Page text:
3. The Asia-Pacific Partnership on Clean Development and Climate (APP)

The Asia-Pacific Partnership on Clean Development and Climate (APP) provides a unique public-private forum for government and industry leaders from seven of the world’s largest economies to identify opportunities to commercialize and deploy cleaner technologies. Partner countries Australia, Canada, China, India, Japan, Korea, and the United States collectively account for more than half of the world’s population, GDP, energy consumption, and greenhouse gas emissions. By engaging private industry as well as government officials from multiple ministries, the APP is using public-private partnerships to build local capacity, improve energy efficiency, reduce greenhouse gas emissions, create new investment opportunities, and remove barriers to the introduction of clean energy technologies in the Asia-Pacific region.

The APP has created eight task forces to achieve the initiative’s goals: Aluminum; Buildings and Appliances; Cement; Cleaner Fossil Energy; Coal Mining; Power Generation and Transmission; Renewable Energy and Distributed Generation; and Steel. Each Task Force has developed an Action Plan to serve as their blueprint for cooperation and provide a strategic framework for identifying and implementing priority actions. Thus far, the United States has appropriated $70 million to the Asia-Pacific Partnership for collaborative activities in all eight sectoral areas. By focusing on concrete knowledge and technology transfer, over 150 individual projects and activities included in the APP Task Force Action Plans are yielding tangible results.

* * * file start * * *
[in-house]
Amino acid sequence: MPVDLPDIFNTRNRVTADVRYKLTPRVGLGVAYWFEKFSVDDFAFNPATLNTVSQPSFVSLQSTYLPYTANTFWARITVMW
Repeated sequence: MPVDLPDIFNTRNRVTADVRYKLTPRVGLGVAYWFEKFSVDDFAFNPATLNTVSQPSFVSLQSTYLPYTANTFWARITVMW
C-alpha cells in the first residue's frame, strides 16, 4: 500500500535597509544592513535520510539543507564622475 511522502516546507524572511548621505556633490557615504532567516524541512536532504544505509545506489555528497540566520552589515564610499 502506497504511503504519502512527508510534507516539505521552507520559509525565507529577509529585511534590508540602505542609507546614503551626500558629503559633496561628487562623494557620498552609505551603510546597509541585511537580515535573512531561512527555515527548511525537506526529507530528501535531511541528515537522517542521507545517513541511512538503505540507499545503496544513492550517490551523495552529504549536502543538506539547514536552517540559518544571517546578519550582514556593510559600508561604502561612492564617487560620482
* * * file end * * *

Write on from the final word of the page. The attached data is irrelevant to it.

· Key U.S. Government-supported APP achievements include:

1. An APP project linking the California Energy Commission with Maharashtra state officials will completely alleviate the state’s 5000 MW electricity shortage, increase industrial output, and reduce greenhouse gas emissions. These energy efficiency investments are expected to pay for themselves in increased revenue, and the state’s fiscal deficit could also be reduced by 17 percent.